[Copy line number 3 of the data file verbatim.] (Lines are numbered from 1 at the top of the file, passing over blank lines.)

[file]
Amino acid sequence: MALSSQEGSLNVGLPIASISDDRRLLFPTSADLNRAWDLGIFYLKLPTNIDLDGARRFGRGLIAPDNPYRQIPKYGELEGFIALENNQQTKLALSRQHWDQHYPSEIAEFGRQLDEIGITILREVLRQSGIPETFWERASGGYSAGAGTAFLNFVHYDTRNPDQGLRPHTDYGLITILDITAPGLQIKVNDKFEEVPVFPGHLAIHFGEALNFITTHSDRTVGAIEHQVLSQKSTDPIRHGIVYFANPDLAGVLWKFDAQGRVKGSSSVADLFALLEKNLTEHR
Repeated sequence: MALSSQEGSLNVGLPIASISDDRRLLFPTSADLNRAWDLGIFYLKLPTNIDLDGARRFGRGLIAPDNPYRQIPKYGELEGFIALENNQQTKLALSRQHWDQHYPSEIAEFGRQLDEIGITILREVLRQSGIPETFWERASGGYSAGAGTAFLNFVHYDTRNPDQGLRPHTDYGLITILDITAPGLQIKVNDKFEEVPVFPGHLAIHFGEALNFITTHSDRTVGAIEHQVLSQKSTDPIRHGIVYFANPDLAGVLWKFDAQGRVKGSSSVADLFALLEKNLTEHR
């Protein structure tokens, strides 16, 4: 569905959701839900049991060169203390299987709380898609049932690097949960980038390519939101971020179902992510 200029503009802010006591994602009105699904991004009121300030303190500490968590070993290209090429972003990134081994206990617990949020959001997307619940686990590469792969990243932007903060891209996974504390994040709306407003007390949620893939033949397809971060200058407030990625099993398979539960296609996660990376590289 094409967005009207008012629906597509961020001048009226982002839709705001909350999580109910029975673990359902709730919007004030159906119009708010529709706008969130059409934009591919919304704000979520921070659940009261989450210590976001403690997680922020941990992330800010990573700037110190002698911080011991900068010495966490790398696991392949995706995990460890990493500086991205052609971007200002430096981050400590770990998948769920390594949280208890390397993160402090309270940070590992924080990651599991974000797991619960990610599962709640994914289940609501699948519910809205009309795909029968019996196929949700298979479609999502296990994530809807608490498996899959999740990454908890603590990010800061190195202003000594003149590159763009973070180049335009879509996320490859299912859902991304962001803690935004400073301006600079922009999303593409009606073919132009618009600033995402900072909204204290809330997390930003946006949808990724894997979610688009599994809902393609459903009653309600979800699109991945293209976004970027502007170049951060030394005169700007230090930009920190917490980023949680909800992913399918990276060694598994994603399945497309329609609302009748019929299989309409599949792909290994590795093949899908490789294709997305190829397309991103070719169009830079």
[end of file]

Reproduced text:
């Protein structure tokens, strides 16, 4: 569905959701839900049991060169203390299987709380898609049932690097949960980038390519939101971020179902992510 200029503009802010006591994602009105699904991004009121300030303190500490968590070993290209090429972003990134081994206990617990949020959001997307619940686990590469792969990243932007903060891209996974504390994040709306407003007390949620893939033949397809971060200058407030990625099993398979539960296609996660990376590289 094409967005009207008012629906597509961020001048009226982002839709705001909350999580109910029975673990359902709730919007004030159906119009708010529709706008969130059409934009591919919304704000979520921070659940009261989450210590976001403690997680922020941990992330800010990573700037110190002698911080011991900068010495966490790398696991392949995706995990460890990493500086991205052609971007200002430096981050400590770990998948769920390594949280208890390397993160402090309270940070590992924080990651599991974000797991619960990610599962709640994914289940609501699948519910809205009309795909029968019996196929949700298979479609999502296990994530809807608490498996899959999740990454908890603590990010800061190195202003000594003149590159763009973070180049335009879509996320490859299912859902991304962001803690935004400073301006600079922009999303593409009606073919132009618009600033995402900072909204204290809330997390930003946006949808990724894997979610688009599994809902393609459903009653309600979800699109991945293209976004970027502007170049951060030394005169700007230090930009920190917490980023949680909800992913399918990276060694598994994603399945497309329609609302009748019929299989309409599949792909290994590795093949899908490789294709997305190829397309991103070719169009830079």